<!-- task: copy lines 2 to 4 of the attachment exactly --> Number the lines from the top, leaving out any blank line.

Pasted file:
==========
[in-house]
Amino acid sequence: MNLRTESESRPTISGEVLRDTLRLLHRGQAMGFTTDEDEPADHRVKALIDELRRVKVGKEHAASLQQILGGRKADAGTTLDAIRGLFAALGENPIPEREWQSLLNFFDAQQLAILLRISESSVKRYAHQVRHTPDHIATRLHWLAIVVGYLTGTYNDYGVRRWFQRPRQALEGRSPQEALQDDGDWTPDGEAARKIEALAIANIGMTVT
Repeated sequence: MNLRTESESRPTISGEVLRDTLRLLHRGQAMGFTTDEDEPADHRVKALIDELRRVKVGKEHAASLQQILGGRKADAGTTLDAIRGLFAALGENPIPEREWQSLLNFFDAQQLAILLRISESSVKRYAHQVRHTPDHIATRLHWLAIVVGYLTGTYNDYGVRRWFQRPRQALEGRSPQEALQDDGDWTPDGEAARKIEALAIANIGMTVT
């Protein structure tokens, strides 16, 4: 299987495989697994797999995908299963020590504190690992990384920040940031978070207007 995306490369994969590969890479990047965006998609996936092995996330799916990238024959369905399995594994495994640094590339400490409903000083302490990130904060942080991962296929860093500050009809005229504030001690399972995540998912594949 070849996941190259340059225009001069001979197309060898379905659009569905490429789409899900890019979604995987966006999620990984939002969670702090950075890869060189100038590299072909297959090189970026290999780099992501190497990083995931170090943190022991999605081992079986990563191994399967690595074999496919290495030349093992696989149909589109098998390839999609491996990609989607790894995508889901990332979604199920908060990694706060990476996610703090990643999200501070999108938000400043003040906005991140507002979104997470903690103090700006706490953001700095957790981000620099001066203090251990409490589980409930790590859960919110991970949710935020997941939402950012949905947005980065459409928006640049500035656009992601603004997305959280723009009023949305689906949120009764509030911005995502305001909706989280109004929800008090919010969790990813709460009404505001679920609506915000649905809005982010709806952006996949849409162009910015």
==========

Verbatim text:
Amino acid sequence: MNLRTESESRPTISGEVLRDTLRLLHRGQAMGFTTDEDEPADHRVKALIDELRRVKVGKEHAASLQQILGGRKADAGTTLDAIRGLFAALGENPIPEREWQSLLNFFDAQQLAILLRISESSVKRYAHQVRHTPDHIATRLHWLAIVVGYLTGTYNDYGVRRWFQRPRQALEGRSPQEALQDDGDWTPDGEAARKIEALAIANIGMTVT
Repeated sequence: MNLRTESESRPTISGEVLRDTLRLLHRGQAMGFTTDEDEPADHRVKALIDELRRVKVGKEHAASLQQILGGRKADAGTTLDAIRGLFAALGENPIPEREWQSLLNFFDAQQLAILLRISESSVKRYAHQVRHTPDHIATRLHWLAIVVGYLTGTYNDYGVRRWFQRPRQALEGRSPQEALQDDGDWTPDGEAARKIEALAIANIGMTVT
């Protein structure tokens, strides 16, 4: 299987495989697994797999995908299963020590504190690992990384920040940031978070207007 995306490369994969590969890479990047965006998609996936092995996330799916990238024959369905399995594994495994640094590339400490409903000083302490990130904060942080991962296929860093500050009809005229504030001690399972995540998912594949 070849996941190259340059225009001069001979197309060898379905659009569905490429789409899900890019979604995987966006999620990984939002969670702090950075890869060189100038590299072909297959090189970026290999780099992501190497990083995931170090943190022991999605081992079986990563191994399967690595074999496919290495030349093992696989149909589109098998390839999609491996990609989607790894995508889901990332979604199920908060990694706060990476996610703090990643999200501070999108938000400043003040906005991140507002979104997470903690103090700006706490953001700095957790981000620099001066203090251990409490589980409930790590859960919110991970949710935020997941939402950012949905947005980065459409928006640049500035656009992601603004997305959280723009009023949305689906949120009764509030911005995502305001909706989280109004929800008090919010969790990813709460009404505001679920609506915000649905809005982010709806952006996949849409162009910015």